Caramel color has been linked to exposure to a chemical (4-MEI), which increases our risk of cancer. A 2015 study published in PLoS One found that the consumption of products, like diet soft drinks, led to 4-MEI exposure that exceeded the acceptable levels set by U.S. federal regulatory agencies.
Aspartame is an artificial sweetener that is about 180 times sweeter than table sugar. This substance has been linked to increased blood sugar levels, oxidative stress, and potential for the development of obesity and metabolic syndrome when exposed long-term. Also, The American Journal of Industrial Medicine found (rodent) studies provided evidence of aspartames ability to cause cancer when consumed.
According to PepsiCo, Inc., Diet Mountain Dew contains carbonated water, concentrated orange juice, citric acid, natural flavors, citrus pectin, potassium benzoate, aspartame, potassium citrate, caffeine, sodium citrate, acesulfame potassium, sucralose, gum Arabic, sodium benzoate, calcium disodium EDTA, brominated vegetable oil, and yellow 5.
Potassium benzoate is used as a preservative and serves as a substitute for sodium benzoate (a preservative shown to inhibit intracellular and DNA synthesis) in diet products to help minimize the sodium content of that product.
A 2013 study, published in the Iranian Journal of Basic Medical Sciences, reported that potassium benzoate negatively impacts embryonic eye development with a pregnant rodent’s exposure to potassium benzoate. The study found potassium benzoate exposure led to an extensive hemorrhage of the embryonic eye, deformed lens, and retinal folds with undeveloped layers.
Sucralose is an artificial sweetener that is about 600 times sweeter than table sugar (sucrose) and is used in thousands of products today. A review published in the Journal of Toxicology and Environmental Health found sucralose was able to elevate glucose and insulin levels in women who were at risk for weight gain and diabetes.
A 2008 study found that sucralose reduced the beneficial microflora (like lactobacilli and bifidobacterial) at greater levels than pathogenic bacteria. Further, this reduction was not fully reversible after removing sucralose from the diet, even after three months, thus altering intestinal bacteria in favor of the harmful pathogens. Our gut microflora performs functions important to our health, such as fermenting complex carbohydrates and producing short-chain fatty acids (SCFA’s), synthesizing vitamins (like vitamin K), inhibiting pathogens, absorbing minerals, metabolizing drugs, and modulates the immune response.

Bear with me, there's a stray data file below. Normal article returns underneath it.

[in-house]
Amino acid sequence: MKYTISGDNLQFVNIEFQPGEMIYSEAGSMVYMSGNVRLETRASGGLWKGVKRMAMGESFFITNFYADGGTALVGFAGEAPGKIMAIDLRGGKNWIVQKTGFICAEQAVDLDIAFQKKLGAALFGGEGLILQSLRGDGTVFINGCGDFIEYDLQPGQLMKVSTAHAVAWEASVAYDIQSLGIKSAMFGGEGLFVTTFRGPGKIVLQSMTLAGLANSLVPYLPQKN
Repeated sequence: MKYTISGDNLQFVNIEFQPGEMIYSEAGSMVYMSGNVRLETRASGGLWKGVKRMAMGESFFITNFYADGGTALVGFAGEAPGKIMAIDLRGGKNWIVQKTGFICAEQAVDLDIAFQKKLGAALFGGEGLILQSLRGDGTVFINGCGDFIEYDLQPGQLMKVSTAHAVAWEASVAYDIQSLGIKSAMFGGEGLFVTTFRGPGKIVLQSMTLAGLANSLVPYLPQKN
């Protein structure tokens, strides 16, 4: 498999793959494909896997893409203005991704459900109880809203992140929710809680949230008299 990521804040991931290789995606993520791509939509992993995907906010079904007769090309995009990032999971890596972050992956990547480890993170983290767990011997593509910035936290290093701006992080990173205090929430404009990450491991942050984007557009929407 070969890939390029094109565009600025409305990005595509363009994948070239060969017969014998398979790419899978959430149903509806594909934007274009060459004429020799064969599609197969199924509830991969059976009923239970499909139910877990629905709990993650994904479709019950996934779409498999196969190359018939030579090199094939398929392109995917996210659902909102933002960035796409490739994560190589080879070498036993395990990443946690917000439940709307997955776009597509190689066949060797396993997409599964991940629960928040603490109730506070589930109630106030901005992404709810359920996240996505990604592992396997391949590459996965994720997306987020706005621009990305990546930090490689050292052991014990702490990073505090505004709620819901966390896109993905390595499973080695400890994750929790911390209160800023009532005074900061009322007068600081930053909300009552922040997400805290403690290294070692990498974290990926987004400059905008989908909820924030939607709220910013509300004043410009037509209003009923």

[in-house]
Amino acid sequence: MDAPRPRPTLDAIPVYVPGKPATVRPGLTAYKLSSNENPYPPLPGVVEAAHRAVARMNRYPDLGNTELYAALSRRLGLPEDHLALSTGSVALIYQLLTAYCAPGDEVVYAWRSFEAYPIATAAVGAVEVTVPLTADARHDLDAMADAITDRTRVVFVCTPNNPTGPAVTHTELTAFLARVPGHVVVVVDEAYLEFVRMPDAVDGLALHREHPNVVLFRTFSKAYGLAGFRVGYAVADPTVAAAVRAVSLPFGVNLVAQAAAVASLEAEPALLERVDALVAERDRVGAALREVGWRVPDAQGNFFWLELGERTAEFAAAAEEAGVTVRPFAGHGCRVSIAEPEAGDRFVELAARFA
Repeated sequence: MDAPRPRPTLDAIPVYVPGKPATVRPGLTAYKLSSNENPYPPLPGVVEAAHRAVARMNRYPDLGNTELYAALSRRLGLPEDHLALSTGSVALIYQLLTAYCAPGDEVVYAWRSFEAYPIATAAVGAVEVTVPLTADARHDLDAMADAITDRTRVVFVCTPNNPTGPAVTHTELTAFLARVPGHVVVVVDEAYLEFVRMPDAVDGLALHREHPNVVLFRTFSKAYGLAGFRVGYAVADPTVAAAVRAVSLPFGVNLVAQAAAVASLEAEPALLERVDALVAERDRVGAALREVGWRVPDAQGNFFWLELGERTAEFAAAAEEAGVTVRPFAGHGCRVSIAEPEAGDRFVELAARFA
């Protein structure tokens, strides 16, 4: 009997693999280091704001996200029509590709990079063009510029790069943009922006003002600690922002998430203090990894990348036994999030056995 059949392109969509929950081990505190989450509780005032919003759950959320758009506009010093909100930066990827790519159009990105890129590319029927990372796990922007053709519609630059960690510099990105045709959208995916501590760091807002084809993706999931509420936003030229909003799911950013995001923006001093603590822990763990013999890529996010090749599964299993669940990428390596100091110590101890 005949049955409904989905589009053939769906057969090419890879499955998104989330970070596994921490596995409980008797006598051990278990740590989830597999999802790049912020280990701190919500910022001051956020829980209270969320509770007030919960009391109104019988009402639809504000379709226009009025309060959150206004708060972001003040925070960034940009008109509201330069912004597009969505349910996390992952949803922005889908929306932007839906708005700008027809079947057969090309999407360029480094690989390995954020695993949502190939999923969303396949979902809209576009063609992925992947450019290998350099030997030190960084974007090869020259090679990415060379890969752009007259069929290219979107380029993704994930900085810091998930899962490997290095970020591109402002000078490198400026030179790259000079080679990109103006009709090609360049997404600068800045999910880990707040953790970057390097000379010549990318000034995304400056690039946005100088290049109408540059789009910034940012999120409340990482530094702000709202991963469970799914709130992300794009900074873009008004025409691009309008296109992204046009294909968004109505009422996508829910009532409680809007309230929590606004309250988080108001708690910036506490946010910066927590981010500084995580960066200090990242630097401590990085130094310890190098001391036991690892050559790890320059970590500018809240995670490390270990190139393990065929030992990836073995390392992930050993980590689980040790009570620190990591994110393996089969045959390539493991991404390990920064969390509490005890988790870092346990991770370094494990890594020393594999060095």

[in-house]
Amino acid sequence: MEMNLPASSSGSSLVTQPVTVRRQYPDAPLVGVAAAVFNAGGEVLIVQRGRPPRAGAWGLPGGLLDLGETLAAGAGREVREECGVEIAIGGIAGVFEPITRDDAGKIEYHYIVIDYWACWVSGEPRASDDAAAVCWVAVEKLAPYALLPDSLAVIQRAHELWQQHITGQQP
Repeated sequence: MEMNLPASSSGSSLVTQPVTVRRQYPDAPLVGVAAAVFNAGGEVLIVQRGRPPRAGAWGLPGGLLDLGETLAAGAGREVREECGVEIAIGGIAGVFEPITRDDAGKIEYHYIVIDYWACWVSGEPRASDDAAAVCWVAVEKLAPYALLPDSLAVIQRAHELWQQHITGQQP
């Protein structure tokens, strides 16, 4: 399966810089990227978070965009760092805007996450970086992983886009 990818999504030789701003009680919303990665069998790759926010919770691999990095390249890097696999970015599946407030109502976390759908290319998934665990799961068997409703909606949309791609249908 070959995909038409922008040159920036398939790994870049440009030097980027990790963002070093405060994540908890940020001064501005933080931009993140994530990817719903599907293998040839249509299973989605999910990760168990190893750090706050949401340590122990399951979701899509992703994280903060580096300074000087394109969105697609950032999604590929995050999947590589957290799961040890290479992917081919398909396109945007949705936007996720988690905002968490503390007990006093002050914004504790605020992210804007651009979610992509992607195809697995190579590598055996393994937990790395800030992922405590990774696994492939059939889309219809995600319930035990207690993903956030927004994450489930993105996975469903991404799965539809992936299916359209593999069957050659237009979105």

A 2002 rodent study found sucralose able to induce DNA damage in the gastrointestinal organs, while other studies show potential toxicity from continual sucralose consumption.
Choosing to drink for our health can be quick, easy, and taste great, like when we choose to create an infused water that will not only hydrate the body but also supply nutrients and phytochemicals that our bodies need to be healthy. And, in creating our fruit & herb-infused water, we control what goes in, and can leave out the added sugar that most commercial brands include.
Choosing to drink diet soft drinks means that we will be consuming substances that can be harmful to the body, like artificial colors, sweeteners, and preservatives.
If you’ve never tried to create a fruit & herb-infused water, pick your favorite flavor and give it a try - you may find a new favorite drink that is also supportive of your health!
Proverbs 25:21 “If your enemy is hungry, give him bread to eat, and if he is thirsty, give him water to drink…”
Naz, A., Butt, M. S., Sultan, M. T., Qayyum, M. M., & Niaz, R. S. (2014). Watermelon lycopene and allied health claims. EXCLI Journal, 13, 650–660.
Majumdar, S., & Srirangam, R. (2009). Solubility, stability, physicochemical characteristics and in vitro ocular tissue permeability of hesperidin: a natural bioflavonoid. Pharmaceutical research, 26(5), 1217–1225. doi:10.1007/s11095-008-9729-6
Gardener, H., Rundek, T., Markert, M., Wright, C. B., Elkind, M. S., & Sacco, R. L. (2012). Diet soft drink consumption is associated with an increased risk of vascular events in the Northern Manhattan Study. Journal of general internal medicine, 27(9), 1120–1126. doi:10.1007/s11606-011-1968-2